Most of us have felt overwhelmed at one time or another as we endeavored to make lifestyle changes.
I often recommend a good place to begin is to start making small measurements.
This usually involves a weekly record of weight and waist measurements, as well as perhaps time spent exercising.
These measurements are extremely effective for helping with weight loss, as well as improving your health and fitness levels.
I’ve posted about this in the past, when I discussed the research findings that keeping a food diary can double weight loss.
The reason for this is something called the “Hawthorne Effect.”
The Hawthorne Effect
In the early 20th century, the Hawthorne Works factory set about studying if their workers would become more productive in higher or lower levels of light.
Surprisingly, they found that workers worked harder no matter how dim, or bright, the light was.
What did that mean?
Well, these experiments revealed that workers’ productivity improved when any changes were made. This increase in productivity is thought to be the result of simply being measured.
Basically, measuring something equals increased motivation.
This method is certainly something you could implement into your own lifestyle change. And it’s very simple to do.
By making your chosen measurements, you will have more motivation to keep going, and you will see how much you are improving as time goes on.
You may like to measure,
- Your weight
- Your fruit and vegetable intake
- Your water intake
- How many lifts you can preform in a certain exercise
- How many minutes you can run on a treadmill
- Or, something completely different
Making The Hawthorne Method Work For You
Dustin, from Fit Marriage, recently discussued how this method helped him to start drinking more water, flossing, and being more active,
The paper was folded down to pocket-sized so that I could always have it with me. I wrote down the items that I wanted to track in the first column, and then added the days of the week in the remaining columns. Then, I took a few minutes each afternoon to note what I had accomplished and what was left to complete.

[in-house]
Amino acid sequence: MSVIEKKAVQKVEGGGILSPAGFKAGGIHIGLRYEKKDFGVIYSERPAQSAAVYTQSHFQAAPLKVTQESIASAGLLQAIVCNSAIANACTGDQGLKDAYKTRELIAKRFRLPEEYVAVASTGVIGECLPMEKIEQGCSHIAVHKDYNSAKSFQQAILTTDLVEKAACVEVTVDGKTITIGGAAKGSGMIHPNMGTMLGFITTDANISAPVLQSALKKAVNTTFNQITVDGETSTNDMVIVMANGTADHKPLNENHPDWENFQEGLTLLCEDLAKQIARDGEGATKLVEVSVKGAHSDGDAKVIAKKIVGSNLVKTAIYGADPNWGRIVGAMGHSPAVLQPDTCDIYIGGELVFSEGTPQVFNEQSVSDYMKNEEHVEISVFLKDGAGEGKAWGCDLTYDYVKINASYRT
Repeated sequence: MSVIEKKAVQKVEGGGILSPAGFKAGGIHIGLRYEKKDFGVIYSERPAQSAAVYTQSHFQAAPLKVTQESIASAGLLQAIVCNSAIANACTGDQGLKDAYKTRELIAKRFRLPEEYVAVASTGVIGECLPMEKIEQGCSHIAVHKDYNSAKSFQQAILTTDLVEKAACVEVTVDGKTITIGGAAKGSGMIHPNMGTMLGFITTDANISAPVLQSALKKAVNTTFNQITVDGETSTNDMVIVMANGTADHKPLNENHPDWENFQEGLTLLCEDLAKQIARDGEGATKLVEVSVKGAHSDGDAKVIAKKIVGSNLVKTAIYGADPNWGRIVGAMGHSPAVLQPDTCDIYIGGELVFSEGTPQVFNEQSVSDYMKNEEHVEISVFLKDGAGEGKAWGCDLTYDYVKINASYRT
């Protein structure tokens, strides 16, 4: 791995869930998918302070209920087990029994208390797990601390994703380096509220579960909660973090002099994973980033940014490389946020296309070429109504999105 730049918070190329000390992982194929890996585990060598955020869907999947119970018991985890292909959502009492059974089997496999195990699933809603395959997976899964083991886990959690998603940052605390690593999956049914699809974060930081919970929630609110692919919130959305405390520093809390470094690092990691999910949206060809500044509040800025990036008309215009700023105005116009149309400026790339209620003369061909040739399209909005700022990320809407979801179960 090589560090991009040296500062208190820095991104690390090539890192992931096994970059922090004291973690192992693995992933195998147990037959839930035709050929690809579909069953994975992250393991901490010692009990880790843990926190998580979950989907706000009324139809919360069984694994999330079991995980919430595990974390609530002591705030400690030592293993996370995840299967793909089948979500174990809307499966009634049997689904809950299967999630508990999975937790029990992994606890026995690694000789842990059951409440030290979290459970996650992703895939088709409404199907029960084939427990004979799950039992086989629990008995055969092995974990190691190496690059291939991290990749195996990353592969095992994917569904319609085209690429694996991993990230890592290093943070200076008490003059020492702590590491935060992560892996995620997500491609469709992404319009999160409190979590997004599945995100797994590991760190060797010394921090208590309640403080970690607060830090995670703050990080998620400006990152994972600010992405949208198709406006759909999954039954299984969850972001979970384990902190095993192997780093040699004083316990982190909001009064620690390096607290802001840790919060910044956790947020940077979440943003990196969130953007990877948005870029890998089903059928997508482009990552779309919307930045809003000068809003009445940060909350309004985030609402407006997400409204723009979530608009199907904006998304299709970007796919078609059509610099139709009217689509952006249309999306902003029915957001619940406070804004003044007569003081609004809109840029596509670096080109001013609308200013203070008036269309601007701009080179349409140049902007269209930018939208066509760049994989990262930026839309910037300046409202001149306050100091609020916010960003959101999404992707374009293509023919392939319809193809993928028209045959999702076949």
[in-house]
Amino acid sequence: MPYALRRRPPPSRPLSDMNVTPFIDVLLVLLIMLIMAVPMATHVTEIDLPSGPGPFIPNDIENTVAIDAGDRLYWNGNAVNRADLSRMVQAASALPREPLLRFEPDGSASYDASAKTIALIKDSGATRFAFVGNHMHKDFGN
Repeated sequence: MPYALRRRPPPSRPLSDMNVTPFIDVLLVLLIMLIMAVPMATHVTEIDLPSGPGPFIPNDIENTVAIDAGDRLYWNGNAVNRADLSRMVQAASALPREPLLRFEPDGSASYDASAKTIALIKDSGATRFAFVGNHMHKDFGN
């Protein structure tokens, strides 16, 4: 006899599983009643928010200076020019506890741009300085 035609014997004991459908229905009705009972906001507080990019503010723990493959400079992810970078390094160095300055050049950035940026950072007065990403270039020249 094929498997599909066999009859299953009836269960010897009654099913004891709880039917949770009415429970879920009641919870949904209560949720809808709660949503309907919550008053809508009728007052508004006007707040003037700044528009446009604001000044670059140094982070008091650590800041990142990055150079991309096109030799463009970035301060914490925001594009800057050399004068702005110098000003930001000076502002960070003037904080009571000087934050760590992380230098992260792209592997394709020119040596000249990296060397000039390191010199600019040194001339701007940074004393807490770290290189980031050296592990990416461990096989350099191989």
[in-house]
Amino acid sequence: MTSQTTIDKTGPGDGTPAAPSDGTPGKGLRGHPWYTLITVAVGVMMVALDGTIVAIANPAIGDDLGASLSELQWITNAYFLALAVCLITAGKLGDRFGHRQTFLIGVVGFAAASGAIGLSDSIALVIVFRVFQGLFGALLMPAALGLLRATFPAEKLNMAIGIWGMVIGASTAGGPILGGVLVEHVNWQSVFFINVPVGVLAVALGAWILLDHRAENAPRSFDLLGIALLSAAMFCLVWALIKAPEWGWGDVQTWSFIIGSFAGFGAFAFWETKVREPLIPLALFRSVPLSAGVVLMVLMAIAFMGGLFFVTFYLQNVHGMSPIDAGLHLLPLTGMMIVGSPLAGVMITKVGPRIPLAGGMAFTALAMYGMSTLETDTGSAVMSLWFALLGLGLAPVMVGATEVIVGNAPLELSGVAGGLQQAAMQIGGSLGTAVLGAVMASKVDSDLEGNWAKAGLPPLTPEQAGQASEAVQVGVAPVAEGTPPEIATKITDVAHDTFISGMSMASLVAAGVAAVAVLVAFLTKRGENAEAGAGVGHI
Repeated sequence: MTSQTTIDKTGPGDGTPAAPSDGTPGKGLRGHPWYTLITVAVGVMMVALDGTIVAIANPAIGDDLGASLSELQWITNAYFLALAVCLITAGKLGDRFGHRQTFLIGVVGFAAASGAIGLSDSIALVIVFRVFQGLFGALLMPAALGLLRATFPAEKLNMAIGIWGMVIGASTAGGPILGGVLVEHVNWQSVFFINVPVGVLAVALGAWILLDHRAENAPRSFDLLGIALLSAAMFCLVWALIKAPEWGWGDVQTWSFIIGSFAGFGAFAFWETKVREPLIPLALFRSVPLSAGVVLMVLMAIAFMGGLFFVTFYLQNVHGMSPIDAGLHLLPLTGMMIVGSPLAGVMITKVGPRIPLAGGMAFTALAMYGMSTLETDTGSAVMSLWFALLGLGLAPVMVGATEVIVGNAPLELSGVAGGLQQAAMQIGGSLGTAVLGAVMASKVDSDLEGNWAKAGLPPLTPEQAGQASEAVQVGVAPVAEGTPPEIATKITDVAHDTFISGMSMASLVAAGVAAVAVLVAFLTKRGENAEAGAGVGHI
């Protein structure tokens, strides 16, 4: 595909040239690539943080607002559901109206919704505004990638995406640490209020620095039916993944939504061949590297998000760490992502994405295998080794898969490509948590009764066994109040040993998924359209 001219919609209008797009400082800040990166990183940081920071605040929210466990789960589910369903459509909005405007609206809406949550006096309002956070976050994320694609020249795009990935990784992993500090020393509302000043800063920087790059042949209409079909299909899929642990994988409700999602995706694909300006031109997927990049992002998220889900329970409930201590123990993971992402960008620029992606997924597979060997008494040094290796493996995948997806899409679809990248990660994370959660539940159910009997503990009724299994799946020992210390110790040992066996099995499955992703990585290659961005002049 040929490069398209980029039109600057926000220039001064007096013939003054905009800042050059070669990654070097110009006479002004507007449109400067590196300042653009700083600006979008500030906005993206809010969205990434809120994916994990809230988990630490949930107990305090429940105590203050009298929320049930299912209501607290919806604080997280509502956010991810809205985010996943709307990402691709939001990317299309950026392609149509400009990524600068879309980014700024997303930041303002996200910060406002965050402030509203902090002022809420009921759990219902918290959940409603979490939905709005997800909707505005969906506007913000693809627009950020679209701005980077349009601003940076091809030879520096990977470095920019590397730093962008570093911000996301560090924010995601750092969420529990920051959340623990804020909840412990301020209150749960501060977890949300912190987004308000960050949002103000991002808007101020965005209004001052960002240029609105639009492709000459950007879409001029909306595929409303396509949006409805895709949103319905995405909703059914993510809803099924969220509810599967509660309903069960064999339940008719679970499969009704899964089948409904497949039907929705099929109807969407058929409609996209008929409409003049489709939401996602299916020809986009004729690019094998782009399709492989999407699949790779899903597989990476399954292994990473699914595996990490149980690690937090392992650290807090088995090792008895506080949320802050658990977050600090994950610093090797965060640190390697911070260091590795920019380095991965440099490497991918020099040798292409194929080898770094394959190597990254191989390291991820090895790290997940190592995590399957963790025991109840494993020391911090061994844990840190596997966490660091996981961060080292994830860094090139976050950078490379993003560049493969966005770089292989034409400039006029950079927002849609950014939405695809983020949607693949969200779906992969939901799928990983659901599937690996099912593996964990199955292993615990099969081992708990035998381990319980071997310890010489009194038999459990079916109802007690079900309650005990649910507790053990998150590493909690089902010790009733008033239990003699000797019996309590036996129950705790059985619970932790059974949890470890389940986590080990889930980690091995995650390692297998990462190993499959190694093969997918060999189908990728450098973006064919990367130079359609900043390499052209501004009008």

It took me less than a week to become aware of these activities without the list. I began to almost feel guilty about not flossing each morning, because I knew that I was “supposed” to (after nearly 3 decades of being told the same thing by dentists). Every cup of coffee or juice was consciously followed by a glass of water. The elevator didn’t look as appealing as the stairs.
All because I started tracking whether or not I did something.
So, how can you being to make similar changes?
1. Decide What To Record
Pick one to three things you want to improve, then get recording.
There’s no point choosing a huge number of things to change, because your list will be totally overwhelming, and you will more than likely get nowhere.
This reminds me of “analysis paralysis,” where we over-analyze a situation, so that a decision or action is never taken.
Keeping things simple is the secret to making this work…
2. Keep It Simple
Try not to get really technical with this, as that will just be another reason for not following through with it.
I suggest following Dustin’s lead, by using a simple sheet of paper, then recording only the basic details, or simply giving a tick where appropriate.
Remember, it is the act of becoming more aware of what you are doing or not doing, which makes this effective, so don’t worry about making detailed notes.
3. Maintain The Momentum
As you become more conscious of what you are doing, you can gradually build on your initial goals.
Perhaps, after some time, you notice you can easily run for 10 minutes on the treadmill at a moderate pace. So, why not try adding some intervals of high intensity sprinting into your routine to boost your fitness levels?
Apply this to whatever goals you have set for yourself. The aim is to keep moving yourself forward.
What changes would you like to make to improve your health?